• goatcounter db migrate pending lists only pending migrations, and will use exit code 1 if there are any pending migrations.
      • goatcounter db migrate list lists all migrations, always exits with 0.
    • The none value got removed from the -tls flag; use tls=http to not serve TLS. This was confusingly named as you can do -tls=none,acme to still generate ACME certificates, but none implies that nothing is done.

    • goatcounter create is now goatcounter db site create, and some flags got changed:

      • -domain is now -vhost.
      • -parent is now -link.
      • -email is now -user.email.
      • -password is now -user.password.
    • The -port flag for goatcounter serve is renamed to -public-port. This should clarify that this isn't the listen port, but just the port GoatCounter is publicly accessible on.

    • The -site flag got removed from goatcounter import; you can now only use -url to set a GoatCounter site to import to. The automagic API key creation was more confusing than anything else.

      You can use goatcounter db create apitoken to create an API key from the CLI.

    • If you build from source, the build flag to set the version changed from:

      -ldflags="-X main.version=..."
      

      to:

      -ldflags="-X zgo.at/goatcounter.Version=..."
      
    • The CSV export format was increased to 2; it now includes the parsed browser and system values in addition to the User-Agent header. Version 2.0 will not be able to import the older exports from version 1.

    Other changes:

    • You can read pageviews from logfiles with the goatcounter import command; you can also send pageviews to goatcounter.com with this (you don’t need to self-host it). See goatcounter help import and the site code documentation for details.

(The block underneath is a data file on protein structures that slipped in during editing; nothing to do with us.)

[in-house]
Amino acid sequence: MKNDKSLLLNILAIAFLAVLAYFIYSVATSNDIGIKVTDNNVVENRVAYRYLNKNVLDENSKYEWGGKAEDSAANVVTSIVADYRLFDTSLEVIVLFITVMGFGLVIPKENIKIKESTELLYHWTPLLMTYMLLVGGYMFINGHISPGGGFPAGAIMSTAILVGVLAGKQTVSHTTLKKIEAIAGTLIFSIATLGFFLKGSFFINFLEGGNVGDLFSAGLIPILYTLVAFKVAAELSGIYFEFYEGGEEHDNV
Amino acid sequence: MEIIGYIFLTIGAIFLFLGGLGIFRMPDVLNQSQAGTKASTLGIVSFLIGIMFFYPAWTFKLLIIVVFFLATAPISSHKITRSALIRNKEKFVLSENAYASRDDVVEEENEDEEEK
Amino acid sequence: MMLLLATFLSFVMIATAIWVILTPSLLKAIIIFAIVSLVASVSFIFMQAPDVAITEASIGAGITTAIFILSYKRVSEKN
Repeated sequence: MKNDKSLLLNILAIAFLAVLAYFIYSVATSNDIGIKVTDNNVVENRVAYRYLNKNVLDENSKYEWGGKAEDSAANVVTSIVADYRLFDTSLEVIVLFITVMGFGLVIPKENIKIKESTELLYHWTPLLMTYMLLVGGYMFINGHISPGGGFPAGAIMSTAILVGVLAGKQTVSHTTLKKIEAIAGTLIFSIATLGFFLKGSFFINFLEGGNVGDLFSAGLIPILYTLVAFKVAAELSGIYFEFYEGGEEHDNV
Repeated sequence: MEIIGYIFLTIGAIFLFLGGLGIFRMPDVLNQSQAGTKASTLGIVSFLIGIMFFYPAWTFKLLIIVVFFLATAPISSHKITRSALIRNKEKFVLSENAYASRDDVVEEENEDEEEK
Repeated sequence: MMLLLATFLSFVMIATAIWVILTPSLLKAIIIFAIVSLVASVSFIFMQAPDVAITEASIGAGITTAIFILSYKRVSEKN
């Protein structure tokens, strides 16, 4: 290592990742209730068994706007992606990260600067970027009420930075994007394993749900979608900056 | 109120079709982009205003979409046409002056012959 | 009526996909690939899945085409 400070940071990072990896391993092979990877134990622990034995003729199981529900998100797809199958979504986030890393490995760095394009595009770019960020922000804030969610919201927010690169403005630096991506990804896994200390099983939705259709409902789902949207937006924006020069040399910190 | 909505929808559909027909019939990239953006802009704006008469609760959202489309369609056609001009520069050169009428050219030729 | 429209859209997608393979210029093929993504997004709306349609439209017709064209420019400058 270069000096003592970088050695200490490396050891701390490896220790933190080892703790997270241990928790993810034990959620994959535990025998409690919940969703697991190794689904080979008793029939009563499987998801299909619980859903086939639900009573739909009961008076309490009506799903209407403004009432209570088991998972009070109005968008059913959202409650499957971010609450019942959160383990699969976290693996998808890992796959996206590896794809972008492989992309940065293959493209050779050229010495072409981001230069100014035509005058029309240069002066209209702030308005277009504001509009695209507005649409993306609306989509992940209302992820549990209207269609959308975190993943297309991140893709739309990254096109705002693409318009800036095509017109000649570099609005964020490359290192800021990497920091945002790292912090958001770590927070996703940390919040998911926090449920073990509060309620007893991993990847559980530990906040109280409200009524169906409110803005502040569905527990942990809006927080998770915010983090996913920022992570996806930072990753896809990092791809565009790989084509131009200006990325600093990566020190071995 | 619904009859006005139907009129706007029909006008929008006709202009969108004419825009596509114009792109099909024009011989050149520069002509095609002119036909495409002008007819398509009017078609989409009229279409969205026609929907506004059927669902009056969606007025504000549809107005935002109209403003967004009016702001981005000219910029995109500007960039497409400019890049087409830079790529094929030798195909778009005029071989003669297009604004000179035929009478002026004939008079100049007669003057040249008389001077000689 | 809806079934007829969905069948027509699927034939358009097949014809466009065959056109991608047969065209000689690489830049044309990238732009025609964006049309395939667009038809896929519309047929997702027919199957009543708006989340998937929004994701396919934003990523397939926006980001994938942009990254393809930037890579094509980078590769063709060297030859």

• You can now create multiple users; before there was always a single one. You can add users in Settings → Users.

      As a consequence, "Site settings" and "User preferences" are now split in to two screens. The Settings button in the top-right now displays only site settings, and clicking on your email address in the top right displays user preferences, which every user can configure to their liking.

    • You can now configure what's displayed on the dashboard, in what order, and configure some aspects of various "widgets". You can set it in User preferences → Dashboard. Some settings from the main settings page have moved there.

    • You can save a default view for the dashboard. Instead of always loading the last week by default, you can now configure it to load the last month, or view by day, or anything you want really.

    • You can choose which data to collect; you can disable collecting any User-Agent, location, Referrer information.

    • Ability to record state/province/district in addition to country, so it records "US-TX" or "NL-NB" instead of "United States" or "Netherlands".

      This option can be disabled separately from recording the country (enabled by default) and you can set which countries to record it for (defaults to US, RU, CH).